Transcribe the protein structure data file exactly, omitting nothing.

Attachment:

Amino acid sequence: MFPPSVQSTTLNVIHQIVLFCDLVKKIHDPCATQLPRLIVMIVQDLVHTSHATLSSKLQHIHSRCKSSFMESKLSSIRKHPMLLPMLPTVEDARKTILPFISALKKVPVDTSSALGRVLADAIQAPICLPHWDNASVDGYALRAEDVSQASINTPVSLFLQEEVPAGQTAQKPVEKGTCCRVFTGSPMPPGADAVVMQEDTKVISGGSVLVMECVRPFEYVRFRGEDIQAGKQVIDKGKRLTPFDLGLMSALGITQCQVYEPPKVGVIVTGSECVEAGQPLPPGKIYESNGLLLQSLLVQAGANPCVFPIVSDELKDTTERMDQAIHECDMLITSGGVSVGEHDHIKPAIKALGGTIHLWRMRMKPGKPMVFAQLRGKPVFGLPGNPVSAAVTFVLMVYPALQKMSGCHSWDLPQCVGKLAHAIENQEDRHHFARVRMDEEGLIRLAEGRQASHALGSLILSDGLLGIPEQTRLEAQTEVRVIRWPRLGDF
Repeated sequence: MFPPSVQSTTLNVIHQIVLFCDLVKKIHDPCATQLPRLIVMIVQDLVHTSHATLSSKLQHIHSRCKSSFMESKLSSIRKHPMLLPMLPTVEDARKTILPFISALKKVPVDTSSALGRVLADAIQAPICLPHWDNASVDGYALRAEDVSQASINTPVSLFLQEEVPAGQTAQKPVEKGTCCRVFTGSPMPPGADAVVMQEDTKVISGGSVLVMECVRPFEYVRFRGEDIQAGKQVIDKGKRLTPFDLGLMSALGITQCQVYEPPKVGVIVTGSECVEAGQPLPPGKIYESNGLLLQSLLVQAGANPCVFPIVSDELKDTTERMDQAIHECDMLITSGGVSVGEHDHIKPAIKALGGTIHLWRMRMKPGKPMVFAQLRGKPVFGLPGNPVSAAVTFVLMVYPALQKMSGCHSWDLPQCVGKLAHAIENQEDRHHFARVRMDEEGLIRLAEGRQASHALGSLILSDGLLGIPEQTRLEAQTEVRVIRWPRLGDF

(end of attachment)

Amino acid sequence: MFPPSVQSTTLNVIHQIVLFCDLVKKIHDPCATQLPRLIVMIVQDLVHTSHATLSSKLQHIHSRCKSSFMESKLSSIRKHPMLLPMLPTVEDARKTILPFISALKKVPVDTSSALGRVLADAIQAPICLPHWDNASVDGYALRAEDVSQASINTPVSLFLQEEVPAGQTAQKPVEKGTCCRVFTGSPMPPGADAVVMQEDTKVISGGSVLVMECVRPFEYVRFRGEDIQAGKQVIDKGKRLTPFDLGLMSALGITQCQVYEPPKVGVIVTGSECVEAGQPLPPGKIYESNGLLLQSLLVQAGANPCVFPIVSDELKDTTERMDQAIHECDMLITSGGVSVGEHDHIKPAIKALGGTIHLWRMRMKPGKPMVFAQLRGKPVFGLPGNPVSAAVTFVLMVYPALQKMSGCHSWDLPQCVGKLAHAIENQEDRHHFARVRMDEEGLIRLAEGRQASHALGSLILSDGLLGIPEQTRLEAQTEVRVIRWPRLGDF
Repeated sequence: MFPPSVQSTTLNVIHQIVLFCDLVKKIHDPCATQLPRLIVMIVQDLVHTSHATLSSKLQHIHSRCKSSFMESKLSSIRKHPMLLPMLPTVEDARKTILPFISALKKVPVDTSSALGRVLADAIQAPICLPHWDNASVDGYALRAEDVSQASINTPVSLFLQEEVPAGQTAQKPVEKGTCCRVFTGSPMPPGADAVVMQEDTKVISGGSVLVMECVRPFEYVRFRGEDIQAGKQVIDKGKRLTPFDLGLMSALGITQCQVYEPPKVGVIVTGSECVEAGQPLPPGKIYESNGLLLQSLLVQAGANPCVFPIVSDELKDTTERMDQAIHECDMLITSGGVSVGEHDHIKPAIKALGGTIHLWRMRMKPGKPMVFAQLRGKPVFGLPGNPVSAAVTFVLMVYPALQKMSGCHSWDLPQCVGKLAHAIENQEDRHHFARVRMDEEGLIRLAEGRQASHALGSLILSDGLLGIPEQTRLEAQTEVRVIRWPRLGDF